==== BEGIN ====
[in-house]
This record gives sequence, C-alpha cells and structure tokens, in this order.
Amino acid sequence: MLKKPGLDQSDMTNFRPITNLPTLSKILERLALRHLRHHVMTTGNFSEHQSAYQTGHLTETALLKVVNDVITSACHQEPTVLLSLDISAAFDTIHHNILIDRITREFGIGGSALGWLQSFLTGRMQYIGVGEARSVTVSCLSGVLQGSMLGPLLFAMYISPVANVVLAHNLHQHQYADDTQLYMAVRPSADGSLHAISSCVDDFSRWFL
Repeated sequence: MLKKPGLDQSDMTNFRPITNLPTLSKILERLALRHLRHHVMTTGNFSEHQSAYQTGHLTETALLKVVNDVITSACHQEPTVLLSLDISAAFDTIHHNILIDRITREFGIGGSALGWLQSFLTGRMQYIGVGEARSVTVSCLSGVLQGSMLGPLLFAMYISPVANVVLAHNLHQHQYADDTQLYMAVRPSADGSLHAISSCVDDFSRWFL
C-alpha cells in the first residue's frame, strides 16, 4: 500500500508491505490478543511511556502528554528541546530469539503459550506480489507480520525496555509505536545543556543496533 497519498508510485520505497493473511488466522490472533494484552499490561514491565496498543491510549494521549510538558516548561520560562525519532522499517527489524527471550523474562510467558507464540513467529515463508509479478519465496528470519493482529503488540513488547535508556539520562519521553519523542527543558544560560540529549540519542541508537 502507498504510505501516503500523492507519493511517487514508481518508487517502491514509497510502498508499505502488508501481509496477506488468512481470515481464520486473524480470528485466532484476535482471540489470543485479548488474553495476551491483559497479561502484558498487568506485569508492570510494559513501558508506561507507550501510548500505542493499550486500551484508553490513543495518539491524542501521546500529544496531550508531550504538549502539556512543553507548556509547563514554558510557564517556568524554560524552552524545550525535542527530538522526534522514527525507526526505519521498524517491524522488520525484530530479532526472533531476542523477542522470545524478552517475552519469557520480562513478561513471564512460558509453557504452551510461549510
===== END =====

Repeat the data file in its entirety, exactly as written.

[in-house]
This record gives sequence, C-alpha cells and structure tokens, in this order.
Amino acid sequence: MLKKPGLDQSDMTNFRPITNLPTLSKILERLALRHLRHHVMTTGNFSEHQSAYQTGHLTETALLKVVNDVITSACHQEPTVLLSLDISAAFDTIHHNILIDRITREFGIGGSALGWLQSFLTGRMQYIGVGEARSVTVSCLSGVLQGSMLGPLLFAMYISPVANVVLAHNLHQHQYADDTQLYMAVRPSADGSLHAISSCVDDFSRWFL
Repeated sequence: MLKKPGLDQSDMTNFRPITNLPTLSKILERLALRHLRHHVMTTGNFSEHQSAYQTGHLTETALLKVVNDVITSACHQEPTVLLSLDISAAFDTIHHNILIDRITREFGIGGSALGWLQSFLTGRMQYIGVGEARSVTVSCLSGVLQGSMLGPLLFAMYISPVANVVLAHNLHQHQYADDTQLYMAVRPSADGSLHAISSCVDDFSRWFL
C-alpha cells in the first residue's frame, strides 16, 4: 500500500508491505490478543511511556502528554528541546530469539503459550506480489507480520525496555509505536545543556543496533 497519498508510485520505497493473511488466522490472533494484552499490561514491565496498543491510549494521549510538558516548561520560562525519532522499517527489524527471550523474562510467558507464540513467529515463508509479478519465496528470519493482529503488540513488547535508556539520562519521553519523542527543558544560560540529549540519542541508537 502507498504510505501516503500523492507519493511517487514508481518508487517502491514509497510502498508499505502488508501481509496477506488468512481470515481464520486473524480470528485466532484476535482471540489470543485479548488474553495476551491483559497479561502484558498487568506485569508492570510494559513501558508506561507507550501510548500505542493499550486500551484508553490513543495518539491524542501521546500529544496531550508531550504538549502539556512543553507548556509547563514554558510557564517556568524554560524552552524545550525535542527530538522526534522514527525507526526505519521498524517491524522488520525484530530479532526472533531476542523477542522470545524478552517475552519469557520480562513478561513471564512460558509453557504452551510461549510